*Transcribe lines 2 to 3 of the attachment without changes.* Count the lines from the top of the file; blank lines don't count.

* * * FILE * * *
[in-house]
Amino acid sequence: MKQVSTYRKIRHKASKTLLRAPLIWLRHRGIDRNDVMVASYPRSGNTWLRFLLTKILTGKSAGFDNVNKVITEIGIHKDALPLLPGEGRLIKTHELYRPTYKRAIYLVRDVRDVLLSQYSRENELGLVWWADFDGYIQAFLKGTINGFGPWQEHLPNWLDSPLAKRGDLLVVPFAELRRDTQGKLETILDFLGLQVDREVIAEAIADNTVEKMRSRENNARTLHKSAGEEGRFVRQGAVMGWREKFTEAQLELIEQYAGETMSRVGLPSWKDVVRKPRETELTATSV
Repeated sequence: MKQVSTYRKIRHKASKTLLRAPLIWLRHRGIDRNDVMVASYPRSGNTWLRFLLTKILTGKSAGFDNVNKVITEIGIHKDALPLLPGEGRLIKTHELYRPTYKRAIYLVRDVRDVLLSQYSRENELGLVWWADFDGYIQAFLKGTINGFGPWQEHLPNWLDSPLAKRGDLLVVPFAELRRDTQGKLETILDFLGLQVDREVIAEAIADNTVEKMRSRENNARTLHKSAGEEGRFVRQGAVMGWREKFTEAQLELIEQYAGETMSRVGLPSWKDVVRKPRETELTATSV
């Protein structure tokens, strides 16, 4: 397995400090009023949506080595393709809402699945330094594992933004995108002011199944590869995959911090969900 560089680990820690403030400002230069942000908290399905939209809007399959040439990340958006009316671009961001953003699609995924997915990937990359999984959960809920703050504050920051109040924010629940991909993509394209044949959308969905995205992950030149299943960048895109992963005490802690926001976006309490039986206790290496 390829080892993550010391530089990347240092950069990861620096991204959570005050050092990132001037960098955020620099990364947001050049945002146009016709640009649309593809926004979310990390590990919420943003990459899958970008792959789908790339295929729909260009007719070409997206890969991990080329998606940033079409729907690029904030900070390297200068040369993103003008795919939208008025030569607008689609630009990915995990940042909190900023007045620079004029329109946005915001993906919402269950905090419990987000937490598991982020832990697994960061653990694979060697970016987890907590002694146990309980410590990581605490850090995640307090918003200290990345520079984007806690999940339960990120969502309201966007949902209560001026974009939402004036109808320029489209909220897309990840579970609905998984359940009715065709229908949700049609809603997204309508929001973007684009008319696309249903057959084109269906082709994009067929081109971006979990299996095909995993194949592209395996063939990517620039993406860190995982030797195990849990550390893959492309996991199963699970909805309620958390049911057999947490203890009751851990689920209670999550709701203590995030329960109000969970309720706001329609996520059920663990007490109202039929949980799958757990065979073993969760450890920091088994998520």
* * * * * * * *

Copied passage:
Amino acid sequence: MKQVSTYRKIRHKASKTLLRAPLIWLRHRGIDRNDVMVASYPRSGNTWLRFLLTKILTGKSAGFDNVNKVITEIGIHKDALPLLPGEGRLIKTHELYRPTYKRAIYLVRDVRDVLLSQYSRENELGLVWWADFDGYIQAFLKGTINGFGPWQEHLPNWLDSPLAKRGDLLVVPFAELRRDTQGKLETILDFLGLQVDREVIAEAIADNTVEKMRSRENNARTLHKSAGEEGRFVRQGAVMGWREKFTEAQLELIEQYAGETMSRVGLPSWKDVVRKPRETELTATSV
Repeated sequence: MKQVSTYRKIRHKASKTLLRAPLIWLRHRGIDRNDVMVASYPRSGNTWLRFLLTKILTGKSAGFDNVNKVITEIGIHKDALPLLPGEGRLIKTHELYRPTYKRAIYLVRDVRDVLLSQYSRENELGLVWWADFDGYIQAFLKGTINGFGPWQEHLPNWLDSPLAKRGDLLVVPFAELRRDTQGKLETILDFLGLQVDREVIAEAIADNTVEKMRSRENNARTLHKSAGEEGRFVRQGAVMGWREKFTEAQLELIEQYAGETMSRVGLPSWKDVVRKPRETELTATSV